"Blood Equality," a panel discussion by experts and advocates proposing changes to the U.S. Food and Drug Administration's (FDA) policy on blood donations from gay and bisexual men, takes place at UCLA Hammer Museum on Tuesday, Nov. 22, 7:30 p.m. Co-presented by the Williams Institute at the UCLA School of Law, "Blood Equality" was organized by artist Jordan Eagles, who has been addressing the issue through his "Blood Mirror" project and is a founding collaborator on the national Blood Equality Campaign.
The FDA, in an early response to the AIDS crisis, in 1983 implemented a lifetime ban on blood donations from gay and bisexual men. More than 30 years later, the FDA proposed an updated policy that would allow gay and bisexual men to donate blood, but only if they are celibate for a full year. There is no celibacy requirement for heterosexuals, regardless of their risk for contracting HIV. A Williams Institute study found that lifting the ban completely could save up to a million lives annually. In July 2016, after the Orlando massacre in which gay and bisexual men were turned away from donating blood; and after much anger from the LGBTQ community over the FDA revised one-year celibacy policy, the FDA has issued a new public comment period, which ends on Nov. 25.
The program will be moderated by Slate.com writer Mark Joseph Stern, who has been covering the blood ban since 2012. Panelists include:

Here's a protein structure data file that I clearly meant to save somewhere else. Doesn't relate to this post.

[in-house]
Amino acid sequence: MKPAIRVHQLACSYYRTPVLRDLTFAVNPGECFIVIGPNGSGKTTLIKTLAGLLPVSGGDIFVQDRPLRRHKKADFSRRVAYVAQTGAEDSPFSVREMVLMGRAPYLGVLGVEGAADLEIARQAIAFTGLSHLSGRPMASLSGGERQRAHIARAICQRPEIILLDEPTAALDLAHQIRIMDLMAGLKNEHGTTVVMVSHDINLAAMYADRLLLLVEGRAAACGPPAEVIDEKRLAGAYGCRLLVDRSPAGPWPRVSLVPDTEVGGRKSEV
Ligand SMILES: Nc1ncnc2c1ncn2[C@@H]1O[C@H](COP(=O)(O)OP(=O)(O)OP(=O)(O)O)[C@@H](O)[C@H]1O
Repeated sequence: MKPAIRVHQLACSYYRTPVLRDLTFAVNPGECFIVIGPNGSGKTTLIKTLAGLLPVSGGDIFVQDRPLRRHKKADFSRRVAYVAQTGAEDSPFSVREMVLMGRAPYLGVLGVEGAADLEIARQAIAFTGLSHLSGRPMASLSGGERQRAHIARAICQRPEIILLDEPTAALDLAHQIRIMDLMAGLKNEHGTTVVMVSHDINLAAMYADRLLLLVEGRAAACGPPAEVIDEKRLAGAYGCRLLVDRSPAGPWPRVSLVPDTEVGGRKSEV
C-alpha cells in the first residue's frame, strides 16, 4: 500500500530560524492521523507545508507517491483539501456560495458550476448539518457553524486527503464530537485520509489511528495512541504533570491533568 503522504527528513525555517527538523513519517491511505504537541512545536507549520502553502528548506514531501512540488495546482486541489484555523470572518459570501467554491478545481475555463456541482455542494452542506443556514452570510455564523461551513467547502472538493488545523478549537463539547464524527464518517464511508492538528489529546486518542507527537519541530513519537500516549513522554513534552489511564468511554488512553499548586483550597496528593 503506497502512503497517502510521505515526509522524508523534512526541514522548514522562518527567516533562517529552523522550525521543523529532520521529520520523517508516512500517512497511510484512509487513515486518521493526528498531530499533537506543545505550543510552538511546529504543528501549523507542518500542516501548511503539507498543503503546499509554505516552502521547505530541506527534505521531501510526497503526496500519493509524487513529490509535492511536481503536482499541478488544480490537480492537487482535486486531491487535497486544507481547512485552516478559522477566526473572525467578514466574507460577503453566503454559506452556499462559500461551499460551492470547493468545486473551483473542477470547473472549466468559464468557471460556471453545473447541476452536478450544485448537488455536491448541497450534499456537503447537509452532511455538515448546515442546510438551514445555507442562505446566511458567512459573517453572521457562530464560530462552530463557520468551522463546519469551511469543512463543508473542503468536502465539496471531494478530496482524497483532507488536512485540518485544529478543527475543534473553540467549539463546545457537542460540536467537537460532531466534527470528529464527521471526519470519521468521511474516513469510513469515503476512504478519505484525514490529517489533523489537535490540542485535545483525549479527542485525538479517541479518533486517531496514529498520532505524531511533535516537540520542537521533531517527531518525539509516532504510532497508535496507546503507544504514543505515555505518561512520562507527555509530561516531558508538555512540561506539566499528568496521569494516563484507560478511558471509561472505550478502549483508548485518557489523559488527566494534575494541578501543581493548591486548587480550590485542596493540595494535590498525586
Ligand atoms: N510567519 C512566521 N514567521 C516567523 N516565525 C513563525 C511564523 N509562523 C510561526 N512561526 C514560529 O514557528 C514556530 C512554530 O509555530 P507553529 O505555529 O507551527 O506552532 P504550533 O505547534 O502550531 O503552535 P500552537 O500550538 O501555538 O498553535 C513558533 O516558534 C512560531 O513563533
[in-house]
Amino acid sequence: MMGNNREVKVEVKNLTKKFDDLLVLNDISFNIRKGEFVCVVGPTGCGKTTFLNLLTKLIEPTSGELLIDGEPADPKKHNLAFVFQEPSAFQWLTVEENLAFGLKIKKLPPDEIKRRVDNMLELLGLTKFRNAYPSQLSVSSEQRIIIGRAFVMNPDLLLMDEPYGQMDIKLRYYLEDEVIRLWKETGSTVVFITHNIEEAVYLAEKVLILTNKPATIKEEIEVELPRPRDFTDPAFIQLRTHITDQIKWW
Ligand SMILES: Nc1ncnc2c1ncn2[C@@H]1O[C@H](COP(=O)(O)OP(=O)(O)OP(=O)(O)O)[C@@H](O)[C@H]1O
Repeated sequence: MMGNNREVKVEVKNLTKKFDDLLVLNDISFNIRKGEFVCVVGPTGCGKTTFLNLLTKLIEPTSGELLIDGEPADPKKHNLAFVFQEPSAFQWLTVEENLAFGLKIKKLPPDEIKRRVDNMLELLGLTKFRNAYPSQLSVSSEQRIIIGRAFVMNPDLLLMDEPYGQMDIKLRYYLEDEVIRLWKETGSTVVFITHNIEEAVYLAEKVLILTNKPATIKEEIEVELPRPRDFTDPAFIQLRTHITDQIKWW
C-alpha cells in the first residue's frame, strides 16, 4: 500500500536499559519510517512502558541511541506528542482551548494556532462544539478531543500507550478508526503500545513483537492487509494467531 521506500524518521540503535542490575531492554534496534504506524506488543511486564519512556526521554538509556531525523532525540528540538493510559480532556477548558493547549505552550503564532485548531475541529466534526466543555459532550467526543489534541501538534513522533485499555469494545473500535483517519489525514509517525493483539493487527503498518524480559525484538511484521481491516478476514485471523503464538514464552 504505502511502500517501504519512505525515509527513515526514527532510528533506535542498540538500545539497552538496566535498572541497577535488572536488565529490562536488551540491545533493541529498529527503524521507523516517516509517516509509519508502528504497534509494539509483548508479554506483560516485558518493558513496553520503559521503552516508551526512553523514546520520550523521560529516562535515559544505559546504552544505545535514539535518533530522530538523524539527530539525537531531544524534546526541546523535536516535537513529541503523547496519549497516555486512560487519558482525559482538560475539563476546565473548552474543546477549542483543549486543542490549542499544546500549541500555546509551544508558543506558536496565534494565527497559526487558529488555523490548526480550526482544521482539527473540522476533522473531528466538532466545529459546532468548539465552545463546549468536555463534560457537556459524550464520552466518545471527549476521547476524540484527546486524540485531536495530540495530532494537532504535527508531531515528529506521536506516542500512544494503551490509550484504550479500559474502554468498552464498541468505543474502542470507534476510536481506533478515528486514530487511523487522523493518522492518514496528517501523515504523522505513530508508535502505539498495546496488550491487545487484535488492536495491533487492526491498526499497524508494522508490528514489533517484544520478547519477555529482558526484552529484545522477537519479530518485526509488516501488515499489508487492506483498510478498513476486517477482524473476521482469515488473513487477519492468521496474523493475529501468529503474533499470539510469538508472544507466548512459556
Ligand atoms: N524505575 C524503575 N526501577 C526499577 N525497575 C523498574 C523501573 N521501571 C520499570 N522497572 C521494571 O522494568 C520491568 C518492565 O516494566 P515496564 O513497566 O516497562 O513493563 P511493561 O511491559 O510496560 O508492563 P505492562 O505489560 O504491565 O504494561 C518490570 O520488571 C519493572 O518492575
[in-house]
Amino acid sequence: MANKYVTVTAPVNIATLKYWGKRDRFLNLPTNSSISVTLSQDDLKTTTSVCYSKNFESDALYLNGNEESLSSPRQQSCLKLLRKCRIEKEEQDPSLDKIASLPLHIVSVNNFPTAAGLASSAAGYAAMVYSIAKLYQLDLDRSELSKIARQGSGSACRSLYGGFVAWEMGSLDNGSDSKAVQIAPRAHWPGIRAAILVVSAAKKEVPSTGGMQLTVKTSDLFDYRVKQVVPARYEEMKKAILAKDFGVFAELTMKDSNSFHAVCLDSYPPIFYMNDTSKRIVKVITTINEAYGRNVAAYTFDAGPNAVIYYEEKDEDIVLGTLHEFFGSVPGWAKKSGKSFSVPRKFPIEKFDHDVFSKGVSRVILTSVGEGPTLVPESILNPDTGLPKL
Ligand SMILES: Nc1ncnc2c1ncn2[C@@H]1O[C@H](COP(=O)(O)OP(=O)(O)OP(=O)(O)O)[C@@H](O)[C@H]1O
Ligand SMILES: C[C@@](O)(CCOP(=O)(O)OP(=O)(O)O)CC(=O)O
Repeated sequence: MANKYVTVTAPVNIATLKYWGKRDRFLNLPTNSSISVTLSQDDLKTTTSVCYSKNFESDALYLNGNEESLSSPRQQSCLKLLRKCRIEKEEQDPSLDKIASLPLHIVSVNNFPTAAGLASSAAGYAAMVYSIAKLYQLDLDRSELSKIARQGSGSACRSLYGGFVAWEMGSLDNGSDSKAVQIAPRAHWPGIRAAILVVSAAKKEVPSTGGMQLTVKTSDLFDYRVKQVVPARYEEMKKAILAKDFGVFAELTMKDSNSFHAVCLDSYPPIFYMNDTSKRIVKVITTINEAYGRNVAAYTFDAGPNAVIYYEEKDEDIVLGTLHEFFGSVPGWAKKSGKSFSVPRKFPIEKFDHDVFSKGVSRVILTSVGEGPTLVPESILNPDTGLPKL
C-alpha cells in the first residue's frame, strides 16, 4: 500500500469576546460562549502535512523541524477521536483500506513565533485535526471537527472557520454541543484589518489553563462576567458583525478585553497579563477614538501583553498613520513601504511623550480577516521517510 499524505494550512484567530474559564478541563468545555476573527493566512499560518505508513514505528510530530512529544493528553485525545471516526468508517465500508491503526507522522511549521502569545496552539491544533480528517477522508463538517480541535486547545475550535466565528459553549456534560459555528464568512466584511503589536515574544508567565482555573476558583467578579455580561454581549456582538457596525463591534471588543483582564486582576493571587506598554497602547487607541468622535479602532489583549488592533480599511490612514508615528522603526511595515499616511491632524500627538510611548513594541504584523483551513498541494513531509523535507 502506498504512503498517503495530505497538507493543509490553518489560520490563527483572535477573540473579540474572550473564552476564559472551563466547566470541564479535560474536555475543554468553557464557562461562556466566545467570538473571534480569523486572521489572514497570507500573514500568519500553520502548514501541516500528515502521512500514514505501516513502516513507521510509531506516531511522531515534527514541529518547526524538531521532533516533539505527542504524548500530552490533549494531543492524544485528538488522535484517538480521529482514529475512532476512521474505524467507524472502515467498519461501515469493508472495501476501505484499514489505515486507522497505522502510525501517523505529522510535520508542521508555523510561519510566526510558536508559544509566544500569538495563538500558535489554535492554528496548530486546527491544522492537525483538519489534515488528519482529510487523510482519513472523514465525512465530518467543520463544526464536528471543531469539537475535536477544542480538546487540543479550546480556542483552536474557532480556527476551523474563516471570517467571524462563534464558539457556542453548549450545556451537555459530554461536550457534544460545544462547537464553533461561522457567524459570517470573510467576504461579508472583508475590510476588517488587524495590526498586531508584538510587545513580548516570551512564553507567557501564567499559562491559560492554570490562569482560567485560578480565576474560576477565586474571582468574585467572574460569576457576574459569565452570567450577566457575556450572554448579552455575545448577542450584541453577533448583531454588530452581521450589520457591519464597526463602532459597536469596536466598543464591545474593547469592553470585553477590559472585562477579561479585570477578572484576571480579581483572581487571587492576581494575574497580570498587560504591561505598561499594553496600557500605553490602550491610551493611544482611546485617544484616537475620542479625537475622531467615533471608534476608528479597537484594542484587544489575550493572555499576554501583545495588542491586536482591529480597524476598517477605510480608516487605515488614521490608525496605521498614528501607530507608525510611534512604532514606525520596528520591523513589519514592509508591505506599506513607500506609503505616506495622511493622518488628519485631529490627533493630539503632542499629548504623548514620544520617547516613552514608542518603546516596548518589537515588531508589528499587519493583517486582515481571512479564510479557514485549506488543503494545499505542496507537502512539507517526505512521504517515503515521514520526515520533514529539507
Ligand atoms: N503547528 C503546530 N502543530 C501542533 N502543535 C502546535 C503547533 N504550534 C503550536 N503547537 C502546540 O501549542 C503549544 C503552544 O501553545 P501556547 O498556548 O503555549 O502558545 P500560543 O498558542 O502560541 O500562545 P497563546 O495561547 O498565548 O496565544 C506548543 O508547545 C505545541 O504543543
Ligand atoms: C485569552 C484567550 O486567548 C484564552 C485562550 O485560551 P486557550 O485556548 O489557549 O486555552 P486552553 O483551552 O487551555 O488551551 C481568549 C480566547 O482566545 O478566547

- Brad Sears, executive director of the Williams Institute, a think tank on sexual orientation and gender identity law and public policy, dedicated to conducting rigorous, independent research with real-world relevance
- Dr. Jeffrey Klausner, professor of medicine and public health in the UCLA Division of Infectious Diseases and Department of Epidemiology
- Kelsey Louie, CEO of Gay Men’s Health Crisis, the world’s first organization for HIV/AIDS prevention, care and advocacy, which has been leading the national fight on this issue
- Jim Halloran, president of TwitterOpen, which in November 2015 cancelled its corporate blood drives in protest of the policy
Admission to the Hammer Museum and to the event, which will be live-streamed, is free. Join the conversation on Twitter and send your questions for the panelists using hashtag #AskBloodEquality. Find more information at this website.